We were foreclosed on in April, 2011. We were told by a realtor to stop paying ont he second mortgage, that they more often then not don't try to collect. We made a settlement offer at the time we were losing the houseand they accepted, but again,...
I generally agree with Mr. Corbin above, except for a couple of things:
1) The statute of limitations for suing for a money judgment on a foreclosed second mortgage loan is only six years. The 15-year statute of limitations he cited was for foreclosing on a home. Here, the lender has already foreclosed. You're worried about a money judgment, which has a shorter statute of limitations.
2) Second, just because you get a 1099 on a mortgage loan doesn't mean you have to pay it. Generally, homeowners do not have to count "cancellation of debt" income as income on their tax forms. The federal Mortgage Forgiveness Debt Relief Act says that you don't have to pay tax on forgiven debt on your primary residence.
All in all, I agree that you might want to consult with an attorney. Because second mortgages are usually for a lot of money, the stakes are pretty high. Good luck!See question
when explained that couldn't make payment for the month but would continue the following month the collector said he would garnish pay check and pull state LPN license.
There's no way (at least none that I know of) for your student loan default to affect your nursing license. Plus it may be a violation of the Fair Debt Collection Practices Act (a federal law that prevents debt collectors from abusing and harassing you in certain ways) to make false threats to collect a debt.
If this debt collector violated the FDCPA, you may be able to recover money damages, and it might be a good idea to consult a consumer lawyer.See question
i received a letter from collection company looks same as court forms but no suit filed asking for discovery of information an a credit card debt, The account doesn't appear on my credit report or the balance that they are asking for me to pay.
It is a violation of the Fair Debt Collection Practices Act to use "unfair or unconscionable means" to collect a debt.
It may be a violation to send out collection letters that appear to be court forms because they would confuse and frighten the people who receive them. Try contacting a consumer lawyer who is a member of NACA, the National Association of Consumer Advocates (link below) to see if you can take action against the collection agency.See question
I wrote several bad checks in 2007, last year an attorney contacted me to retrieve the funds. At the time, I didn't have the money. Now I do have the money and would very much like to clear up the situation. How would I go about tracking down the...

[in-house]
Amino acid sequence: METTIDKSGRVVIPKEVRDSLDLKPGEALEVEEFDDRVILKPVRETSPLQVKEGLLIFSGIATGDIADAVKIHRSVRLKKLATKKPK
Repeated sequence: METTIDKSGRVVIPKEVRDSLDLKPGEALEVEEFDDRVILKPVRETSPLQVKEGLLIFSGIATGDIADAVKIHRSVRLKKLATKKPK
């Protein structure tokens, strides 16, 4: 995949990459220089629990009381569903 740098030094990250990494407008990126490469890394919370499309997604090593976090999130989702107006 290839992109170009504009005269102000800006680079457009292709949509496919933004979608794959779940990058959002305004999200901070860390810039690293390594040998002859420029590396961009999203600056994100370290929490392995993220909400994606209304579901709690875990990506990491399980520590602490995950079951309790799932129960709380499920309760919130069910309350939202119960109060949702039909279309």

I would pull a copy of your credit report at www.annualcreditreport.com. If the checks have been assigned to debt collection agencies, the collection accounts will show up on your credit report. However, if you're contacting collection agencies, I'd be careful. These debts have probably piled on interest and fees over the years, and debt collectors tend to be very aggressive when they collect.
Before you start contacting them, I would review the Fair Debt Collection Practices Act, a law that protects you against abusive conduct by debt collectors. Once you're armed with the knowledge of what collectors can and can't do, it may be easier to protect yourself.See question
By re-sending an exemption claim form with proof of the energy assistance. Can I stop the garnishment? How long do they have to comply?
I agree with the other poster that your previous garnishment will not be returned, but I'd say there is a good likelihood that your future wages would be protected.
Also, I disagree with the other poster that your exemption will be limited to the amount of Energy Assistance you receive. The exemption notice required by law states:
"Your earnings are completely exempt from garnishment if you are now a recipient of assistance based on need [including Energy Assistance], if you have been a recipient of assistance based on need within the last six months, or if you have been an inmate of a correctional institution in the last six months." Minn. Stat. 571.925
As to whether you can change your exemption notice after the garnishment has started, it's not 100% clear. The law says "Failure of the debtor to serve a statement does not constitute a waiver of any right the debtor may have to an exemption." Minn. Stat. 571.925. While this doesn't help you outright, I think it makes a strong case that your changed circumstances could stop the garnishment.
But the best way to find out is to try it. Send the new notice right away and see if the creditor complies. The law doesn't specify a time period in which you have to send a new notice, but I would give them a week to ten days. If the creditor does not cease the garnishment, I would contact a consumer lawyer. Try NACA, the National Association of Consumer Advocates (link below).See question